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The Elderly Population

FRANK B. HOBBS

The elderly population increased elevenfold between 1900 and 1994; the nonelderly increased only threefold. In this century, the rate of growth of the elderly population (persons 65 years old and over) has greatly exceeded the growth rate of the population of the country as a whole. The elderly increased by a factor of 11, from 3 million in 1900 to 33 million in 1994. In comparison, the total population, as well as the population under 65 years old, tripled. Under the Census Bureau's middle series projections, the number of persons 65 years old and over would more than double by the middle of the next century to 80 million. About 1 in 8 Americans were elderly in 1994, but about 1 in 5 would be elderly by the year 2030.1 The oldest old is the fastest growing segment of the elderly population. The oldest old (persons 85 years old and over) are a small but rapidly growing group, comprising just over 1 percent of the American population in 1994. This population comprised 3.5 million persons in 1994, 28 times larger than in 1900. From 1960 to 1994, this group increased 274 percent, compared with an increase of 100 percent for persons 65 years old and over, and an increase of 45 percent for the total population. Overall, the oldest old are projected to be the fastest growing part of the elderly population into the next century. As age increases, the sex ratio decreases. Perhaps no feature of the oldest old is as striking as their sex ratio (the number of males per 100 females), which was 39 in 1994 (982,000 males and 2.5 million females). The sex ratio in the United States was 44 for persons 85 to 89 years old, and only 26 for persons 95 to 99 years old. In comparison, the sex ratio was 82 for persons 65 to 69 years old. The racial and ethnic diversity among the elderly is expected to increase in the future. Of the Nation's elderly in 1994, about 29.8 million were White; 2.7 million were Black; 137,000 were American Indian, Eskimo, and Aleut; 615,000 were Asian and Pacific Islander; and 1.5 million were of Hispanic origin.2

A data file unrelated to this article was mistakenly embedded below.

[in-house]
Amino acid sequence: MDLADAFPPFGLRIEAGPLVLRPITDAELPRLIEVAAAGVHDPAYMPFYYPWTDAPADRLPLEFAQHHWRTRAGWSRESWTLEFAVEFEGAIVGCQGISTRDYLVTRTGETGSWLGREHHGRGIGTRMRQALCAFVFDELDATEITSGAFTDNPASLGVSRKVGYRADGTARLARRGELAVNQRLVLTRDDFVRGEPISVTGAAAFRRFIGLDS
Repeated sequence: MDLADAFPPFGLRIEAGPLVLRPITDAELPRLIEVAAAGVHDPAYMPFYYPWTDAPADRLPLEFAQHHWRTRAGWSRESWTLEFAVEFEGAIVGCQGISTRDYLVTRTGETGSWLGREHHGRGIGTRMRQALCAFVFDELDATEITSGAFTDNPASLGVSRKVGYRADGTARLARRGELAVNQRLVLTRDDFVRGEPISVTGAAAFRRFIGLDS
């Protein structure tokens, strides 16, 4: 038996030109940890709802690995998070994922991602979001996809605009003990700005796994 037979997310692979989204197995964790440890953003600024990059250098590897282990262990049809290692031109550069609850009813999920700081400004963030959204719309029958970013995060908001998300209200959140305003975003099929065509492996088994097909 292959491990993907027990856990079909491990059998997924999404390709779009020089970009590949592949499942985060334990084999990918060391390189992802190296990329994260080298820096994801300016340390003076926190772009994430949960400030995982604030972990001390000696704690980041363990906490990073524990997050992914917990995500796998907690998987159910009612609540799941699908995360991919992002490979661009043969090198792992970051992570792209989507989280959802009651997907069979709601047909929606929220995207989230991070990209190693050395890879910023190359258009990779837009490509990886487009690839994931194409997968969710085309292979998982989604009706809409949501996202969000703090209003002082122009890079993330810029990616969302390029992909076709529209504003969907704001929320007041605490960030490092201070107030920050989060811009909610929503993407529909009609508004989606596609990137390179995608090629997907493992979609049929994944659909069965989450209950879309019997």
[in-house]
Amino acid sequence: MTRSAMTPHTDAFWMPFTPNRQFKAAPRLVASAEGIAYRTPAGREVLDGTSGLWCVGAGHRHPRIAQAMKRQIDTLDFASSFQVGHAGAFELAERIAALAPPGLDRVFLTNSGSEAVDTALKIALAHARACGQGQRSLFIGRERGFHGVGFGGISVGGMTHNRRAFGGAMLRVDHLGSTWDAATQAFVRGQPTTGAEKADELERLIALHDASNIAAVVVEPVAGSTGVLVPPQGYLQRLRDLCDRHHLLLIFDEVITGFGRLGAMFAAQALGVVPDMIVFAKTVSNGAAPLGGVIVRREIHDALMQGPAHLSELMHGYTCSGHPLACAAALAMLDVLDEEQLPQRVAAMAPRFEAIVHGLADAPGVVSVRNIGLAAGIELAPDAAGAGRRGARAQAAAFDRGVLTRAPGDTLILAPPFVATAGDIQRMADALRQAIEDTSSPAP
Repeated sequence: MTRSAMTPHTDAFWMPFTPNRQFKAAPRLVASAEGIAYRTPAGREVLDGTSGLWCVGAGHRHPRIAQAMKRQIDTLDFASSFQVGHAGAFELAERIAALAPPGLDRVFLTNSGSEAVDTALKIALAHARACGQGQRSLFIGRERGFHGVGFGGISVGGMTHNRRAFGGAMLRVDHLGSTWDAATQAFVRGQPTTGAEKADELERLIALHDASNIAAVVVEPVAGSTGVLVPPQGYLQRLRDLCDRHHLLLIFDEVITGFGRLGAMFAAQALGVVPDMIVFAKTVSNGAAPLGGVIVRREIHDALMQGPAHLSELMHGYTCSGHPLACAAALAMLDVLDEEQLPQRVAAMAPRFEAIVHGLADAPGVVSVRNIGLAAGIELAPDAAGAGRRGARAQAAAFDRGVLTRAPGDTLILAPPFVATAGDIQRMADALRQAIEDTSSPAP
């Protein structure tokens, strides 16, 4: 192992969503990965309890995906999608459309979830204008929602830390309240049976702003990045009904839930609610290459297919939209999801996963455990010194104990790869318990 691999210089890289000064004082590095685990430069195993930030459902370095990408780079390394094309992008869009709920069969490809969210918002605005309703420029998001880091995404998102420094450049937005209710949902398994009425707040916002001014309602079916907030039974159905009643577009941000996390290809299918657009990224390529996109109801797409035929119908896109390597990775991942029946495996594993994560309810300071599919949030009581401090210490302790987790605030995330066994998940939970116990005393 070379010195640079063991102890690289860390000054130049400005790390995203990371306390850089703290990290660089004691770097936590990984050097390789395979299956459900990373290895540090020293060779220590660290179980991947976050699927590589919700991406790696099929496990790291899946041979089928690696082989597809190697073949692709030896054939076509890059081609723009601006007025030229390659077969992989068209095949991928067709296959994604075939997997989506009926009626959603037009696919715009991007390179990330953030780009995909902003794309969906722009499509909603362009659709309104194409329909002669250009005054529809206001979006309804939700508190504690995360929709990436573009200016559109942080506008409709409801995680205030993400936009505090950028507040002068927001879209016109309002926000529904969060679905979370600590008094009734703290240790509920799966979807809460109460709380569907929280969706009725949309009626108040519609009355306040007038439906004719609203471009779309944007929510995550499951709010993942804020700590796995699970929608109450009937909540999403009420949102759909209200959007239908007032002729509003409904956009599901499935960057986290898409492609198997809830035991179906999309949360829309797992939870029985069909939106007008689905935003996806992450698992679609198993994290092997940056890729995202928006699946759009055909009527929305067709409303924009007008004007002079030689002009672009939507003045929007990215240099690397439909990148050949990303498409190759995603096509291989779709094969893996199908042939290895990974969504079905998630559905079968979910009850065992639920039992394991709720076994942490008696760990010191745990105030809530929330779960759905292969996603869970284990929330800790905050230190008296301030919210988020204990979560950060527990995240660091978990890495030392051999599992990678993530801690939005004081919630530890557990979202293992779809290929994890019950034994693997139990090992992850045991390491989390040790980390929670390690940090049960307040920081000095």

2Persons

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of Hispanic origin may be of any race. These data do not include the population of Puerto Rico.

We expect the elderly population to become even more racially and ethnically diverse in the future. Hispanic elderly would increase from less than 4 percent of the total elderly population in 1990 to 16 percent by the middle of the next century. The percent Black of the total elderly population also would increase during the coming decades. Excluding the Hispanic population from the race categories, the Black non-Hispanic proportion of the elderly population by the middle of the next century would be 10 percent, the White non-Hispanic proportion 67 percent, and the Asian and Pacific Islander proportion 7 percent. The proportion elderly within each of the four major race groups and the Hispanic origin population is expected to substantially increase during the first half of the 21st cen- tury. From 1990 to 2050, the proportion elderly would increase from 13 to 23 percent for Whites; from 8 to 14 percent for Blacks; from 6 to

Percent Elderly, by Race and Hispanic Origin: 1990 and 2050

(Middle-series projections) 2050 1990 20.4 All races 12.5 22.8 White 13.4 13.6 Black 8.2 American Indian, Eskimo, and Aleut Asian and Pacific Islander Hispanic origin (of any race) 12.6 5.6 15.3 6.0 14.1 5.1

1U.S.

Bureau of the Census, Jennifer Cheeseman Day, Population Projections of the United States, by Age, Sex, Race, and Hispanic Origin: 1993 to 2050, Current Population Reports, P25-1104, U.S. Government Printing Office, 1993.